MBA v CFA
Thirty-eight percent of the December™ Level I™ test-takers test-takers learn by email today that they’re one step closer to being able to guarantee investment results. As for your humble correspondent … Read more »
As it turns out, the only piece of commenter advice on taking the CFA Level I Exam that I actually followed was “don’t have lunch at Headquarters, the strip club across the street from the Javits Center.” Initially, I wasn’t sure about this advice. When I left the Javits Center for lunch, a part of me felt that I owed it to myself, to Bess, and to our readers to have my CFA lunch at a strip club. But after spending two hours in a shabby cavernous room with terrible lighting surrounded by bored and disillusioned people unhappily doing things that they had memorized but didn’t really feel in their hearts, I couldn’t have handled a second-rate strip club.
So I went to a Mexican place in Chelsea and had a nice lunch surrounded by fully clothed people. To make sure that exam conditions closely replicated my successful practice exam, I also had two reasonably strong margaritas. That, plus my watch stopping in the middle of lunch, added a little excitement to my walk back to the Javits Center.
I can’t really tell you whether not going to Headquarters was good advice, since I didn’t do a controlled experiment. I suspect it was, and I arrived back at the Javits Center cheerful, refreshed, and swaying slightly. In any case, here are some other hard-won insights for those of you considering the CFA:
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My imaginary CFA results are mid-80% area for both the morning and afternoon sessions. That sounds like it predicts a pass on Saturday, though probably not at a 95% level of significance. (Does it? I have no idea.) The effect of 1 drink before / 1 during the afternoon is hard to discern although there were more wrong answers towards the end of the afternoon session than at the beginning. Also I was heartily sick of it by the end. Are there really II more levels of this thing? Do they have more stuff on them? That seems excessive.
Now I’m not going to run afoul of ethics guidelines by discussing anything on the mock exam, or real exam, or anywhere else. (Also, this is important: CFA Institute, if you’re reading this, we’re just kidding about the whole guaranteeing returns thing.) But the sense I get is that people find the ethics section particularly daunting, which, COME ON PEOPLE, you are not doing much for public perceptions of your industry. Nonetheless, as a public service for those taking the test on Saturday and looking to sharpen your skills, here’s an extra practice ethics question suggested by a reader. Read more »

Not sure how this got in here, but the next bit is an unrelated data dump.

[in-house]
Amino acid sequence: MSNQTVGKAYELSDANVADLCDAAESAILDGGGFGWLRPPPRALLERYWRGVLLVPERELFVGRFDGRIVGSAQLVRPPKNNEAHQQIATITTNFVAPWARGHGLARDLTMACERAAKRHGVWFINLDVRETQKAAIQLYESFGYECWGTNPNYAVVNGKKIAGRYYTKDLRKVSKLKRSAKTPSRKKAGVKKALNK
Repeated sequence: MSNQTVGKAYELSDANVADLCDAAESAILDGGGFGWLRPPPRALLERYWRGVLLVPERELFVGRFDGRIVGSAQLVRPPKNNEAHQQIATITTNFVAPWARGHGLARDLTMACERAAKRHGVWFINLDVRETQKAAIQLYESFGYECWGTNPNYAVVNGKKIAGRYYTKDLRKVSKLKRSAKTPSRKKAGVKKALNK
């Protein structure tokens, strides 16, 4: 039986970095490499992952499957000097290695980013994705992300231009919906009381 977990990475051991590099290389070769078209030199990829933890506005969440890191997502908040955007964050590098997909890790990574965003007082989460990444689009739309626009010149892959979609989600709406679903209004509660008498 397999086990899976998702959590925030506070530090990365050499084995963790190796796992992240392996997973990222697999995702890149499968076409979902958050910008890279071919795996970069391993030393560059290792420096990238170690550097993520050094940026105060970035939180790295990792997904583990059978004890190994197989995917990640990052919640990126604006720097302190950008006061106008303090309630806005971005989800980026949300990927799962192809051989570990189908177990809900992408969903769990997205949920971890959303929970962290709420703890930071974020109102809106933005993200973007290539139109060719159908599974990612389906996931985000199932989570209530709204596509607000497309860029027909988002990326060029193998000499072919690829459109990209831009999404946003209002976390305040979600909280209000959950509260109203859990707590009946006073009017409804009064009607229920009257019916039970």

1. Spend 2 hours* on the first session (120 questions)
2. Lunch, beer
3. Spend 2 hours on the second session (120 questions). Another beer.
4. Check answers, post results
5. Mockery. Another beer.
The CFA’s commitment to “past performance does not reflect future results” extends to its own products, saying “Performance on a mock exam should not be used in any way to predict performance on the actual exam.” But you and I know better. So tell me:
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This is shaping up to be CFA week for me, and with my impending triumph/humiliation I’ve pretty much stopped thinking about much else. I’ve also stopped reading about much else, putting aside Trotsky temporarily to focus on those six stupid books. Yesterday was corporate finance – I can now unlever and relever betas like a champ – and portfolio management, which I got about halfway through before falling asleep. Today is equity and fixed income. The end is in sight!
But there’s still occasionally time to think about blast-from-the-past favorite topics, like the slow-motion disaster that is the US regulatory effort to end official reliance on ratings agencies. The latest is the OCC, which released a proposed rule today that will change the definition of “investment grade” securities, which banks can invest in, from “rated in one of the four highest rating categories by two or more NRSROs” to this: Read more »